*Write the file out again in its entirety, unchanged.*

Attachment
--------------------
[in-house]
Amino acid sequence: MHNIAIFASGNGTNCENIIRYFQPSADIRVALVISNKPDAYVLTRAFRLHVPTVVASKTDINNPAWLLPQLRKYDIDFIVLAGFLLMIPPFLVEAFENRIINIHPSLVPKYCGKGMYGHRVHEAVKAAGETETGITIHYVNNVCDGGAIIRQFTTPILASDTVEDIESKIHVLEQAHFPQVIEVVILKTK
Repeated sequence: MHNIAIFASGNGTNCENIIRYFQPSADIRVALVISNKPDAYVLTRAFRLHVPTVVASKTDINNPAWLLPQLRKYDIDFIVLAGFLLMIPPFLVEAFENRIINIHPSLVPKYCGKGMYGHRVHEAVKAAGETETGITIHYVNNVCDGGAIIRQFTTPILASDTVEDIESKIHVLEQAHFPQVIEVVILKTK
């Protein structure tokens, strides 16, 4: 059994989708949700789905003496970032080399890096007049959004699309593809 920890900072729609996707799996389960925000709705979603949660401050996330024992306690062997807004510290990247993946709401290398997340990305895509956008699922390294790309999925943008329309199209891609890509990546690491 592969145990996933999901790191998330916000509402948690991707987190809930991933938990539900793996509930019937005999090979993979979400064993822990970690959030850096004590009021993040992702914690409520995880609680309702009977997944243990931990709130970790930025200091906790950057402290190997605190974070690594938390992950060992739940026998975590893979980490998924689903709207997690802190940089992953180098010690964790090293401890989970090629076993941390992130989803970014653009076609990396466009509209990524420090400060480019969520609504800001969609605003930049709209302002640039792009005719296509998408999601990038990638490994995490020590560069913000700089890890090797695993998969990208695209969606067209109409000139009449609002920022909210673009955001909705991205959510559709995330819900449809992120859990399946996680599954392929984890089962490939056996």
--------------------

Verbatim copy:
[in-house]
Amino acid sequence: MHNIAIFASGNGTNCENIIRYFQPSADIRVALVISNKPDAYVLTRAFRLHVPTVVASKTDINNPAWLLPQLRKYDIDFIVLAGFLLMIPPFLVEAFENRIINIHPSLVPKYCGKGMYGHRVHEAVKAAGETETGITIHYVNNVCDGGAIIRQFTTPILASDTVEDIESKIHVLEQAHFPQVIEVVILKTK
Repeated sequence: MHNIAIFASGNGTNCENIIRYFQPSADIRVALVISNKPDAYVLTRAFRLHVPTVVASKTDINNPAWLLPQLRKYDIDFIVLAGFLLMIPPFLVEAFENRIINIHPSLVPKYCGKGMYGHRVHEAVKAAGETETGITIHYVNNVCDGGAIIRQFTTPILASDTVEDIESKIHVLEQAHFPQVIEVVILKTK
């Protein structure tokens, strides 16, 4: 059994989708949700789905003496970032080399890096007049959004699309593809 920890900072729609996707799996389960925000709705979603949660401050996330024992306690062997807004510290990247993946709401290398997340990305895509956008699922390294790309999925943008329309199209891609890509990546690491 592969145990996933999901790191998330916000509402948690991707987190809930991933938990539900793996509930019937005999090979993979979400064993822990970690959030850096004590009021993040992702914690409520995880609680309702009977997944243990931990709130970790930025200091906790950057402290190997605190974070690594938390992950060992739940026998975590893979980490998924689903709207997690802190940089992953180098010690964790090293401890989970090629076993941390992130989803970014653009076609990396466009509209990524420090400060480019969520609504800001969609605003930049709209302002640039792009005719296509998408999601990038990638490994995490020590560069913000700089890890090797695993998969990208695209969606067209109409000139009449609002920022909210673009955001909705991205959510559709995330819900449809992120859990399946996680599954392929984890089962490939056996």